Reston Site Redevelopment Project; The Effects of Green Building Certifications on Low Income Communities
Breza, Indigo, School of Engineering and Applied Science, University of Virginia
Ferguson, Sean, EN-Engineering and Society, University of Virginia
Smith, Brian, EN-Eng Sys and Environment, University of Virginia
Development of land is how we create new offices where people can work and more apartments for people to live. In order to guide this development to be more environmentally friendly in a measurable and comparable way, green building certifications were developed. Without close inspection, these two items would seem to have a net positive effect on society. The benefits would be more jobs locations and homes that are green, but what about the negative impacts? Would these developments actually decrease the environmental impact of a parcel? Who would have access to the developments? What does a “successful” development look like? How does the developer community perpetuate its metrics for success? In my theses, I answer these questions and more as I explore the world of land development.
My technical research topic and my STS research topic both look at redevelopment, however they differ in that they come at development from very different angles. My technical capstone project was done from the perspectives of developer, designer, and general contractor. The goal of the project was to design what was deemed a successful development project. One of the requirements for my technical research project actually was in direct contrast to the perspective of my STS research topic. The perspective of my STS research topic was critical of redevelopment, particularly when green certifications, such as LEED, were concerned. Even though both of my theses look at green land development, they view it through very different vantage points.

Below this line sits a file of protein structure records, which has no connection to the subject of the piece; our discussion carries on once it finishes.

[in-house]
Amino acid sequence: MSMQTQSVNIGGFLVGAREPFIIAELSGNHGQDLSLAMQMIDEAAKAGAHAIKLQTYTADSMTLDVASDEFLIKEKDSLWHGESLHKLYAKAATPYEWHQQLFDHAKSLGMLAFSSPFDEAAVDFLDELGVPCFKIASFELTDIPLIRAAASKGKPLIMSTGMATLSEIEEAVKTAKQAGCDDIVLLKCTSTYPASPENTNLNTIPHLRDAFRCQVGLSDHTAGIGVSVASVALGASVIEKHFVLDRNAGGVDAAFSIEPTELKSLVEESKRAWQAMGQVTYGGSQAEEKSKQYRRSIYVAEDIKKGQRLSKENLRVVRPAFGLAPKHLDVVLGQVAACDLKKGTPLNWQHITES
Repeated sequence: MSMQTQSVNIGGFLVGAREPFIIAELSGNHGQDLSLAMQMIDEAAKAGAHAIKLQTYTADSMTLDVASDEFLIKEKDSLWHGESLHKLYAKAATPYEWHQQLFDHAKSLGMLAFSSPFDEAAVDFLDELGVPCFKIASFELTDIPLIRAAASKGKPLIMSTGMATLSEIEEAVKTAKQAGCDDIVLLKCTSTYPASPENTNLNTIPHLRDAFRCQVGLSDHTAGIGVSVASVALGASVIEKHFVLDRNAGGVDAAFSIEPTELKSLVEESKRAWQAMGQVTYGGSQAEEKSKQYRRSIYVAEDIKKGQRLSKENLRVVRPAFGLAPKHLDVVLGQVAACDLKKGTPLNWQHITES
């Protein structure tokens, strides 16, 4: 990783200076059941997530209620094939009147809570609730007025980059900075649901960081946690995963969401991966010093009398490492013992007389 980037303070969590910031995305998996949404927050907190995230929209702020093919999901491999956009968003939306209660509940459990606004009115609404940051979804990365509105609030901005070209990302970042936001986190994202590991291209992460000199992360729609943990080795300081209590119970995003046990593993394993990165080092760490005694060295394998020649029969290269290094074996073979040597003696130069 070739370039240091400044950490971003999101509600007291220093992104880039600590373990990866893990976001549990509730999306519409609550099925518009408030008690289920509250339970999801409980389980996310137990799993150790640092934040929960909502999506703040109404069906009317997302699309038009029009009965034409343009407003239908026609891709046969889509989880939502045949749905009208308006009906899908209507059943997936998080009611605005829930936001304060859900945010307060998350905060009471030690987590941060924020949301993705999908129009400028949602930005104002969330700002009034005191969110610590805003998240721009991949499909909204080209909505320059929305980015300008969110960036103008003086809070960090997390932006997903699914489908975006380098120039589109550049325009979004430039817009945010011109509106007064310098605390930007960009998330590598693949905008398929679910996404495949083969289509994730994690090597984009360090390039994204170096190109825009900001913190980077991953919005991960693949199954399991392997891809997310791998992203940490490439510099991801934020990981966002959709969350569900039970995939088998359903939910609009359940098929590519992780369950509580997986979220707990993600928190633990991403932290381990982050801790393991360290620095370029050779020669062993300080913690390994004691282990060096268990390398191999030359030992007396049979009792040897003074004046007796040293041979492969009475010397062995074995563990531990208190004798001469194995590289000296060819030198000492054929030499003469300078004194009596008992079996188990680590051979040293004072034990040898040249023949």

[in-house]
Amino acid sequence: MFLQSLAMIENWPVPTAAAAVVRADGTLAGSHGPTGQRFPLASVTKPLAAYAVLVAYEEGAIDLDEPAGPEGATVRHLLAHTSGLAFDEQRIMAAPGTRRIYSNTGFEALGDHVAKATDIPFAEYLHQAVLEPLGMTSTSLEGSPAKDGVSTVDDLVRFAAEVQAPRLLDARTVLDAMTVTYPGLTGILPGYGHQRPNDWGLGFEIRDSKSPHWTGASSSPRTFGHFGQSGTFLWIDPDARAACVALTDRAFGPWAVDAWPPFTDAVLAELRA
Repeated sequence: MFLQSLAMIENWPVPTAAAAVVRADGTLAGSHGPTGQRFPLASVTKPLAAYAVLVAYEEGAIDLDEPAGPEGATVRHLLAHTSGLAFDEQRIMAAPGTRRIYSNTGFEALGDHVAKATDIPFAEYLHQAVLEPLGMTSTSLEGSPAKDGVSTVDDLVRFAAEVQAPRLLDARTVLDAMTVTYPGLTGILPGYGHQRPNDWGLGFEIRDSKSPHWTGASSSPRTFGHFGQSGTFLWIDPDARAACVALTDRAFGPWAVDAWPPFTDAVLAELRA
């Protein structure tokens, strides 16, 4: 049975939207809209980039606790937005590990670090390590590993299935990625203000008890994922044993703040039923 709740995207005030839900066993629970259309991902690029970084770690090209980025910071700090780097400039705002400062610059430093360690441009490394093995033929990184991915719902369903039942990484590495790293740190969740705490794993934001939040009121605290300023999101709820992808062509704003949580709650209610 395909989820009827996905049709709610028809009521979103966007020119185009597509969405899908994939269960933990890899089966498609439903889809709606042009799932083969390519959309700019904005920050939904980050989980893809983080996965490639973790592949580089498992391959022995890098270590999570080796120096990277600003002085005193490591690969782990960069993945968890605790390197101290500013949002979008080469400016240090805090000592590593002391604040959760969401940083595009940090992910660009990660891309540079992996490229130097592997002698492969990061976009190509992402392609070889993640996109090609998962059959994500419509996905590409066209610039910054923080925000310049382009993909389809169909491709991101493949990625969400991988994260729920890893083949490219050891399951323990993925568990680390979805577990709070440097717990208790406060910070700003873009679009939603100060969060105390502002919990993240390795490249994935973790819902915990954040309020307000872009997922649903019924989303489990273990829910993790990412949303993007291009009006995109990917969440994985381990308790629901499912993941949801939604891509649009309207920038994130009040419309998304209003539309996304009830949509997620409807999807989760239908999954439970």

The goal of my technical capstone group was to design a land development project that would be financially profitable and have a LEED certification on a portion of a parcel of land neighboring a new metro station in Reston, VA, a suburb of Washington DC. The parcel of land originally had 2 small office buildings on it and the main assumptions for the project was that the maximum floor-to-area ratio (FAR) had been increased significantly, thus allowing for a more densely developed parcel. We designed a development with three residential towers on top of a parking garage and retail with a silver LEED rating, two office towers on top of another parking garage and retail with a gold LEED rating, and some pop-up retail which was designed for a gold LEED rating.
In contrast, my STS thesis investigated the effect of green building certifications on low income communities. Unfortunately, much of the research lead me to the conclusion that green building certifications, particularly without extensive community outreach, lead to green gentrification, which has numerous negative impacts on low income communities from economic problems to health issues.
Towards the end of my capstone project, I was dismayed to realize that in order to plan a financially successful development, the average unit rent for the apartment buildings would have to be about three times the minimum wage monthly salary for Virginia. In the future more research could be done on how to make financially successful, green developments that are accessible to more socioeconomic classes.
BS (Bachelor of Science)
MLP, Transitions, Gentrification, Land development
School of Engineering and Applied Science
Bachelor of Science in Civil Engineering
Technical Advisor: Brian Smith
STS Advisor: Sean Ferguson
Technical Team Members: Aleyna Bedir, Hannah Herrmann, Lindsey Maxwell, and Peyton Rice
All rights reserved (no additional license for public reuse)